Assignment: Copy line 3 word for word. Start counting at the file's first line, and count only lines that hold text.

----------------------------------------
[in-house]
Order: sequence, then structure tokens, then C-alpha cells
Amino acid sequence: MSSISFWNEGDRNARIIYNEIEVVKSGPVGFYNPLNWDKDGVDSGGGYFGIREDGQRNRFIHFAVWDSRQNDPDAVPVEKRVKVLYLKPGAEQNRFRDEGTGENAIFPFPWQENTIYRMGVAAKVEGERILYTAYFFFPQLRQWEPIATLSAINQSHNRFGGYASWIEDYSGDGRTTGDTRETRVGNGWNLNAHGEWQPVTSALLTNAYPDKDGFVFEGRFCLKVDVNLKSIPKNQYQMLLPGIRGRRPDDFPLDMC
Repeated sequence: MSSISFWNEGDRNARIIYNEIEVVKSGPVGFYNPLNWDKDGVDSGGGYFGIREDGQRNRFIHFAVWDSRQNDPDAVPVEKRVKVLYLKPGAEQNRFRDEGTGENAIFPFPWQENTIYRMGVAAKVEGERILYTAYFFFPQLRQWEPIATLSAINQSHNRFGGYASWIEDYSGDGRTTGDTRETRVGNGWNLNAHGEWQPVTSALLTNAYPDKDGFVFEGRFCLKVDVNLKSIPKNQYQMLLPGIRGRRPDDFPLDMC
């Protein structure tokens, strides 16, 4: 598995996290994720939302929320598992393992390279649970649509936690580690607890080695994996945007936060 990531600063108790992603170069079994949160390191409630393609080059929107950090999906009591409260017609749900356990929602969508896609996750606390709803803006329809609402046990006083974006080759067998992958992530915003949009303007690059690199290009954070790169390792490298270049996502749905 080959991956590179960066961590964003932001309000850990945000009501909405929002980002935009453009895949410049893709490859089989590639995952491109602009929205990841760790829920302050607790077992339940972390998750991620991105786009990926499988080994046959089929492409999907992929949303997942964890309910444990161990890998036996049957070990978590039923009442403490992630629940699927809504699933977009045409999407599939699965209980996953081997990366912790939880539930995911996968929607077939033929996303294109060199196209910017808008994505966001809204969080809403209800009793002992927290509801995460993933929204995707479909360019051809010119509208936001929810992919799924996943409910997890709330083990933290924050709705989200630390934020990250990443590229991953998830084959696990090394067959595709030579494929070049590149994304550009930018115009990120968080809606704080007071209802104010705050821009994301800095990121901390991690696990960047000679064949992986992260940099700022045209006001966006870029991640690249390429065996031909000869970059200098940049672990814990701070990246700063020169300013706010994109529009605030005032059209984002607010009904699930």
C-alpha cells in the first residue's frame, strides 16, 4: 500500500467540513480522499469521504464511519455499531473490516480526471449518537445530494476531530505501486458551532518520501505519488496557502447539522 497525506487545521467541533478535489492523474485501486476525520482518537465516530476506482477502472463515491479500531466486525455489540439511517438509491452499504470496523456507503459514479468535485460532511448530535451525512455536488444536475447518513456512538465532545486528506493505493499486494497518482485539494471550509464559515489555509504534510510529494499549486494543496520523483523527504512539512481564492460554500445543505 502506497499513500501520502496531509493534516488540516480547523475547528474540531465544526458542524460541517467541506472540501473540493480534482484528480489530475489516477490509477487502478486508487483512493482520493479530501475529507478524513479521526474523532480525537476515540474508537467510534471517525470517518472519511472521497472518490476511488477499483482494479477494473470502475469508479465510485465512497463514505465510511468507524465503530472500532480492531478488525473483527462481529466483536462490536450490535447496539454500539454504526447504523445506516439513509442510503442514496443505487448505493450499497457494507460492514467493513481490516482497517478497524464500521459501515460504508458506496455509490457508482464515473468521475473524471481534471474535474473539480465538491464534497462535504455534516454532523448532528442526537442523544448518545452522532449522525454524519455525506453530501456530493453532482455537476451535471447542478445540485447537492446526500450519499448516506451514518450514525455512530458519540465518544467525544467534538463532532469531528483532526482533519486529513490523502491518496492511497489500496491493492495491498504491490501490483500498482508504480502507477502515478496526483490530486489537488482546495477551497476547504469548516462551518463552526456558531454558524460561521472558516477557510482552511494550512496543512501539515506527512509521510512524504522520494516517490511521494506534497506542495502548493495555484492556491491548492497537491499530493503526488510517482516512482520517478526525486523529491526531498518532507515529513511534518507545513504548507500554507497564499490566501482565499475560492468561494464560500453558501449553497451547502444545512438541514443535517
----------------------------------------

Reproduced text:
Amino acid sequence: MSSISFWNEGDRNARIIYNEIEVVKSGPVGFYNPLNWDKDGVDSGGGYFGIREDGQRNRFIHFAVWDSRQNDPDAVPVEKRVKVLYLKPGAEQNRFRDEGTGENAIFPFPWQENTIYRMGVAAKVEGERILYTAYFFFPQLRQWEPIATLSAINQSHNRFGGYASWIEDYSGDGRTTGDTRETRVGNGWNLNAHGEWQPVTSALLTNAYPDKDGFVFEGRFCLKVDVNLKSIPKNQYQMLLPGIRGRRPDDFPLDMC